Problem Solving


How do you go about problem solving in your organisation? Do you have a process or just “wing it” in the hope that inspiration will deliver a permanent solution?

Organisations that follow a standardised process for problem solving invariably get to the root cause and develop a permanent countermeasure preventing a re-occurrence of the problem.

I think it is helpful to think of problem solving as being a team exercise which takes place in eight steps.  Start by giving a small multi-discipline team some basic problem solving skills training.

Let’s consider how this team might approach a customer quality issue. Most organisations have a measure of customer quality in terms of the number of complaints raised, credit notes issued or bad parts shipped.

The first step is to define the problem in a manner that relates it to the desired performance level and identifies the current gap in performance.

1. Clarify the problem

  • What is the current situation?
  • What is the ideal situation?
  • What is the performance gap?

It is always best to “speak with data” so list the problems reported in order of priority (in terms of the impact on the desired outcome: zero complaints/defects,<10 credit notes raised/month) and look at trend data over a  6 to 12 month period. This will show which products/issues are causing the most problems.

2. Break down the problem

  • List each individual problem
  • Quantify each problem
  • Rank in order of impact on desired outcome

Then use the data to select the issue to be tackled and use it to set some specific improvement goals: an improvement (reduction) in the number of complaints with a time bound commitment for delivery.

3. Set a target

  • Use the data to select what you are going to tackle
  • Determine what you are going achieve (how much improvement) and by when

Now the team should list all possible causes of the problem, sorting then in terms of probable cause: People, Method, Material, Equipment, Environment and Measurement.  It helps to visualise the analysis by mapping all the possible causal factors on an Ishikawa cause and effect “fishbone” diagram. Test each identified probable cause to determine if it is the real root cause.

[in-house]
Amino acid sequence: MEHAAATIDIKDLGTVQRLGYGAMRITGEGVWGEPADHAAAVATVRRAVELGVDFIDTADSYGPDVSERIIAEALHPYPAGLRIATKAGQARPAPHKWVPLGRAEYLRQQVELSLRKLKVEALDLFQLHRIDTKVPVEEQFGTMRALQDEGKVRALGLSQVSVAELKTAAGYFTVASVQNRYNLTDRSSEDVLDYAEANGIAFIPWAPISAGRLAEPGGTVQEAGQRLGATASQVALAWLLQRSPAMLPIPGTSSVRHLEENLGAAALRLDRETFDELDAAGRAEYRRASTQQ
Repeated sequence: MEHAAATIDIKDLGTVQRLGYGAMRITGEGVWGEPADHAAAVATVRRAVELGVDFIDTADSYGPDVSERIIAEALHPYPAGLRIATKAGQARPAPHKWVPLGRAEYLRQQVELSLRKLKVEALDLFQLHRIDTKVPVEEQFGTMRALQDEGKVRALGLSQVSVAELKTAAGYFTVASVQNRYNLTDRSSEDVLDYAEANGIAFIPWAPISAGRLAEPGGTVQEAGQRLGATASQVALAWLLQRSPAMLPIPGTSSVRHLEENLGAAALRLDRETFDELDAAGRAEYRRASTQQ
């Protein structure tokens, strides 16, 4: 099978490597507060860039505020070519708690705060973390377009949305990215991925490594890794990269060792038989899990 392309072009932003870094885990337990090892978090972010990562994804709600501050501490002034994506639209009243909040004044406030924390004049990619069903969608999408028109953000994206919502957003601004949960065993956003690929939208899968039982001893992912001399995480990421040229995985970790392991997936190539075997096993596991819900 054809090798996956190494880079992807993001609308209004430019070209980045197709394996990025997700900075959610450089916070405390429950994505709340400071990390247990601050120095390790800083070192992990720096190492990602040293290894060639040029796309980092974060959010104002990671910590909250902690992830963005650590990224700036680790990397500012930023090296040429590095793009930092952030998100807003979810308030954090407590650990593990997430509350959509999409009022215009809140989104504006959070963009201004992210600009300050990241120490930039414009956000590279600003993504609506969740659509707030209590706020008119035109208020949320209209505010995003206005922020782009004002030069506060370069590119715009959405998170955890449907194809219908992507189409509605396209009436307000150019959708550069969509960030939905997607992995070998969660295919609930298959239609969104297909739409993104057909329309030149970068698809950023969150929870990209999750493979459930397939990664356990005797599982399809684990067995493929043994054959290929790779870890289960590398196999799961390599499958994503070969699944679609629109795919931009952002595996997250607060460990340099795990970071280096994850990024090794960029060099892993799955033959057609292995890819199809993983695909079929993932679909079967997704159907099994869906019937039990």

4. Analyse the root cause

  • List all possible causes of the chosen problem
  • Group them in terms of probable cause
  • Keep asking “why” until you are at a root cause

Next, develop countermeasures for each identified causal factor and rank each corrective action in terms of ease of implementation, cost and time to introduce.

5. Develop countermeasures

  • List all possible counter measures
  • Rank them in terms of ease of implementation, time to implement and cost
  • Choose which will provide the most cost effective solution

Test each identified countermeasure to ensure it delivers the desired improvement and then rigorously plan their introduction to ensure any process or procedure changes take hold.

6. See the countermeasure through

  • Plan introduction of any changes to equipment, materials and operating procedures
  • Draw up new standard working instructions
  • Train people in the new standard work procedures

And to ensure you really have solved the problem set up some regular checks.

7. Monitor both results and processes

  • Collect data over a time period
  • Audit that the new standard work procedures are being followed
  • Compare with the before situation and improvement target goal
  • Evaluate if further improvement cycles are necessary
  • If necessary repeat the analysis and countermeasure steps

Lastly, once you are satisfied that you have a found the root cause and determined a permanent countermeasure, roll out the learning points across the other teams and processes in your business. 

8. Standardise successful processes

  • Look at comparable process and operations in your organisation and roll out the new processes and procedures to improve performance
  • Share the solution with other work teams

Over time everyone will learn to follow the steps and see the benefits of a standardised approach to problem solving.

This does not come overnight. It takes time to train everyone in the methods and a few events for the teams to gain confidence. But once learnt, you will be amazed at how following a simple problem solving method will improve the performance of your business and delight your customers.